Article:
Posted by: Ingrid | September 20, 2012

Aware 10K: No Matter How Small

For those who want the short version: A PR’s a PR no matter how small – Saturday’s 10K was between 41:58 and 42:00 (they didn’t log the time and I didn’t pay close attention as I was finishing), down from 42:55 two years ago.

The long version:

I sat in the office during my annual physical last week.  My doctor walked in, glanced at the paperwork in her hands and looked at me.  So your blood pressure is 90/60 and your pulse is 46… you must be running again, right?

And that is the closest I have come to feeling like a runner in a really long time.

I would be tempted to doctor hop on a bi-monthly basis if we weren’t losing our health insurance in 10 days, just to get the feeling that maybe, buried somewhere deep inside, is a real runner to go with my well-trained low pulse, but it appears that I am stuck running actual road races instead as this is cheaper out of pocket.  To date, however, not a single one of this year’s three races (or most of my training) has left me feeling great.  I am waiting in fact, for the race that doesn’t leave me feeling demoralized.  Either I need to learn to race better and am simply not living up to my training potential or I have some sort of running image disorder in which I perceive myself to be a faster runner than I actually am.

This 10k fell two weeks before my half marathon.  My hope was that I could average around a 6:27-6:43 pace and come in under 42 minutes.  I really thought this was possible and training has been good so it seemed like a 6:30 pace was attainable.

The race was at 10:00 am.  I generally don’t run this late and the day was cloudless and sunny (though the temperature was only in the 60’s).  I like running early because I know how to hydrate and eat right.  Running later throws me off a bit.

Husband was doing the 10K as well, with the boys in the stroller.  Somehow we managed to get out the door by 9:30, which is saying something with small children, one of whom had to be ready and willing to eat before I could get my running clothes on.  I actually set my alarm to go off at 4:30 am so that I could feed Jonathan early so that he would be ready to eat at 9:00 instead of 10:00.  He beat me to the punch by waking up at 4:15 and I had to laugh at the weird things running moms have to coordinate.

We picked up a friend and got to the trail just in time for us to run a mile warmup and for me to eat a Gu.  I was feeling sluggish and heavy, but I that is not normally a determining factor in terms of speedwork or tempo runs, so I didn’t pay attention.

It was a small event, maybe just over 50 people total; runners, walkers, and bikers.  We didn’t have numbers and for a moment at the start, I don’t think we had a clear sense of where we were going!

I took off in what I hoped was the right direction and was joined by a 52 year old man who we will call V.  I owe the fact that I crossed the finish line completely to him, which is a little embarrassing.  He could easily have finished between 36 and 38 minutes, but chose to run with me because what was the point finishing way in front of everyone else?  He stuck with me the whole time, which was good, because it pushed me when I felt like crap but bad because I am not used to trying to converse while running hard!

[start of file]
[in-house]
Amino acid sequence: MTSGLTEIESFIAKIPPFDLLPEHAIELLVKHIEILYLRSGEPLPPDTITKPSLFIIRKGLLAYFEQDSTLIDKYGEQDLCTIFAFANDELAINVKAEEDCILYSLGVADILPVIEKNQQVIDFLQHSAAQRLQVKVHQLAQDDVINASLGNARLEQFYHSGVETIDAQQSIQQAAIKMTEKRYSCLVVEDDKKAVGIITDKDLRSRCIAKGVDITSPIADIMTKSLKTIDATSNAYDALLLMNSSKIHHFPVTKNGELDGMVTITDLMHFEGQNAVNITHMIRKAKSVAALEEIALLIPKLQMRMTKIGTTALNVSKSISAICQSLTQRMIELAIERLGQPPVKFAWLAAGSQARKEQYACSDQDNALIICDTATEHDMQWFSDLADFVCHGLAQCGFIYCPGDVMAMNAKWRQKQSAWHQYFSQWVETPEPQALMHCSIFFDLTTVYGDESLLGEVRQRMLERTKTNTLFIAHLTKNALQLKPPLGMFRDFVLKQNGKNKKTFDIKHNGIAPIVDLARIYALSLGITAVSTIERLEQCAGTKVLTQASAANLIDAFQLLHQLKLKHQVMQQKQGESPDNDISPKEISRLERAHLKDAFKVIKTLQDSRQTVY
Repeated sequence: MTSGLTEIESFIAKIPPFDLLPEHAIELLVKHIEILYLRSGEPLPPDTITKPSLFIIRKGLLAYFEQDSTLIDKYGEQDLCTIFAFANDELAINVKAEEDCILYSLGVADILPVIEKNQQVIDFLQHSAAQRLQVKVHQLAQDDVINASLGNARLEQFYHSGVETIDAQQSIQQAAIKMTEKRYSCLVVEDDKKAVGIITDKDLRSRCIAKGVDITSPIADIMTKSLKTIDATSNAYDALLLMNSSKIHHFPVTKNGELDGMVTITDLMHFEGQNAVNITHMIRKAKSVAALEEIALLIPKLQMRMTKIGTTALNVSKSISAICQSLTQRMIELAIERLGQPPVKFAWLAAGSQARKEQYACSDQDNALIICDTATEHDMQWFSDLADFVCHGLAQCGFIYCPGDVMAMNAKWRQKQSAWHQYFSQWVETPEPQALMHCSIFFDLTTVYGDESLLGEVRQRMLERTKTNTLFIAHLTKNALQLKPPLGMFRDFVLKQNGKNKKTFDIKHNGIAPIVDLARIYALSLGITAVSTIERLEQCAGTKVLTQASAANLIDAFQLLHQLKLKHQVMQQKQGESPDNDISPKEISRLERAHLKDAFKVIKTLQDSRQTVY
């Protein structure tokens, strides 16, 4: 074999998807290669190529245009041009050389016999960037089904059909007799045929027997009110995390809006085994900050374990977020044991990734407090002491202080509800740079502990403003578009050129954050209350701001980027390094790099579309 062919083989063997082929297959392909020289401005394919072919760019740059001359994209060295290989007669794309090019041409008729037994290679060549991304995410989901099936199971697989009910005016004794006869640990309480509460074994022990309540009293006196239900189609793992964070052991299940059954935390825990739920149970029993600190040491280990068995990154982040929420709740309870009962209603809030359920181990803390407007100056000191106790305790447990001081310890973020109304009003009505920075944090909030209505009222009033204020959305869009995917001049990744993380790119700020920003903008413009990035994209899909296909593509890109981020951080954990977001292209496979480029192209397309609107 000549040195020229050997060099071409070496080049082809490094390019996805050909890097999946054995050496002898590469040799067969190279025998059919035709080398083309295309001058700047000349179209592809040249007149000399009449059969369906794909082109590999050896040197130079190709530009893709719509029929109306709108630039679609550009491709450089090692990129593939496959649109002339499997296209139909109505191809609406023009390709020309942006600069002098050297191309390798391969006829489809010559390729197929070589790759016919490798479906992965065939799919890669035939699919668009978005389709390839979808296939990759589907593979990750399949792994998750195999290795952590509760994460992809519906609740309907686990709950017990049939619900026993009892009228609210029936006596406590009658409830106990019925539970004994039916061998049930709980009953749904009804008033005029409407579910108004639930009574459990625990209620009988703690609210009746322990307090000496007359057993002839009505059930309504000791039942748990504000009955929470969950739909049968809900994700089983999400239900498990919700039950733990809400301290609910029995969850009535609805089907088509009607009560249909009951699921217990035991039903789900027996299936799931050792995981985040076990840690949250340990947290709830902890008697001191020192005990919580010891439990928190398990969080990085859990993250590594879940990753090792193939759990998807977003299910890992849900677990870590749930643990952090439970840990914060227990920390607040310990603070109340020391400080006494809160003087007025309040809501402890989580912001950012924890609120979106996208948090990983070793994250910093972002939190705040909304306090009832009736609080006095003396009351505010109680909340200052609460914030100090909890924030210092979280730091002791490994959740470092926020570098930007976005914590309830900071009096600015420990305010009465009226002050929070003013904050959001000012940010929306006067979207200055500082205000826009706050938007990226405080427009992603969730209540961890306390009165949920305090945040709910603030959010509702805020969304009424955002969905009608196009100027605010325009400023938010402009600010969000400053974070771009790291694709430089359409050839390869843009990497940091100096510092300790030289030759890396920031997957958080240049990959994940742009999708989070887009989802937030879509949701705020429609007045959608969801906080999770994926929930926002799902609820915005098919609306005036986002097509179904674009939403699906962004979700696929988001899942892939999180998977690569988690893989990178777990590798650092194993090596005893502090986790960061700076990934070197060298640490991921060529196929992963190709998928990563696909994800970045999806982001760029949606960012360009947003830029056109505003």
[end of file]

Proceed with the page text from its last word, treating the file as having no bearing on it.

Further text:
Finished the first mile in 6:41, feeling so tired.  The next mile dropped to 6:54.  After that we stayed in the 6:40’s and I mostly stopped talking and ran behind V.  I wanted nothing more than to give up.  I wanted to sit down on the trail and cry.  Somewhere in there the mile times all blurred together.  None of them were fast enough or what I wanted.  I kept telling myself kind and positive things during the run (because at that point berating myself for being a sucky runner was really not going to help anyone), but overall it was a hard, draining, exhausting run.  I felt like I had nothing to draw on from the beginning and the running never felt good; not at the start and certainly not at the end.  It felt so bad to try to run fast that I actually took a pregnancy test the next day because I felt exactly like I did when I tried to do speedwork right after getting pregnant last time.  No cop out for me there, unfortunately.  I just had a slow and tiring run.

When V and I crossed the finish line (he let me go first, so I guess technically I “won”?) I had the overwhelming urge to throw up, which generally indicates that I ran hard.  I did my best to be happy and perky and attribute my finishing in 42 minutes to V (which was completely true).  Then we ran back to collect my husband who was walking with the stroller after hurting his leg.  After leaving, I brought my total mileage up to 10 for the day by running in the neighborhood a bit more so I would feel like I at least got a sort of long run in.

I hope that this 10K will become and annual event and that more people will come next time around.  Numbers would have been a good plan, so that cars driving by would have some idea that there was an organized event happening.  Also, some of the runners took a wrong turn off the trail and had to back track, so more volunteers and markers would be a good idea in the future as well.

So an average 6:46 pace for 6.2 miles.  In perspective, that is so much better than my times from several years ago, but as always, there is room for improvement!

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